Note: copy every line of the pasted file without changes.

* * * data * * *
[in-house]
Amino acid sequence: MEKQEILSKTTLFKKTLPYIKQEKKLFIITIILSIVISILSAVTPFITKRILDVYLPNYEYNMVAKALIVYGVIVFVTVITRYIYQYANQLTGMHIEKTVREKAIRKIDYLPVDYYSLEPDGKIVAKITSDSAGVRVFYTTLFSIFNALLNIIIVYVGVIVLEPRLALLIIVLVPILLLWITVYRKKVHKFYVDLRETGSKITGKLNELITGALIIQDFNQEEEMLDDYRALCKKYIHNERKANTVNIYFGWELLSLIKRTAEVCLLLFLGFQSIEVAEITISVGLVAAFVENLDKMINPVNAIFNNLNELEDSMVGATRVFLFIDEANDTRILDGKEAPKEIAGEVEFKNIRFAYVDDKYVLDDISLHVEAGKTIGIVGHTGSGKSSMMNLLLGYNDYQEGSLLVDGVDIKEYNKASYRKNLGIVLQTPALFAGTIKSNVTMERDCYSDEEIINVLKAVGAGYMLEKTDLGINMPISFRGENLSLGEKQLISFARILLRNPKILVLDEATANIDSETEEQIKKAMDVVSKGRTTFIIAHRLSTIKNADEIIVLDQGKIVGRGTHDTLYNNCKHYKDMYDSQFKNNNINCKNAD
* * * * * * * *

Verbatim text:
[in-house]
Amino acid sequence: MEKQEILSKTTLFKKTLPYIKQEKKLFIITIILSIVISILSAVTPFITKRILDVYLPNYEYNMVAKALIVYGVIVFVTVITRYIYQYANQLTGMHIEKTVREKAIRKIDYLPVDYYSLEPDGKIVAKITSDSAGVRVFYTTLFSIFNALLNIIIVYVGVIVLEPRLALLIIVLVPILLLWITVYRKKVHKFYVDLRETGSKITGKLNELITGALIIQDFNQEEEMLDDYRALCKKYIHNERKANTVNIYFGWELLSLIKRTAEVCLLLFLGFQSIEVAEITISVGLVAAFVENLDKMINPVNAIFNNLNELEDSMVGATRVFLFIDEANDTRILDGKEAPKEIAGEVEFKNIRFAYVDDKYVLDDISLHVEAGKTIGIVGHTGSGKSSMMNLLLGYNDYQEGSLLVDGVDIKEYNKASYRKNLGIVLQTPALFAGTIKSNVTMERDCYSDEEIINVLKAVGAGYMLEKTDLGINMPISFRGENLSLGEKQLISFARILLRNPKILVLDEATANIDSETEEQIKKAMDVVSKGRTTFIIAHRLSTIKNADEIIVLDQGKIVGRGTHDTLYNNCKHYKDMYDSQFKNNNINCKNAD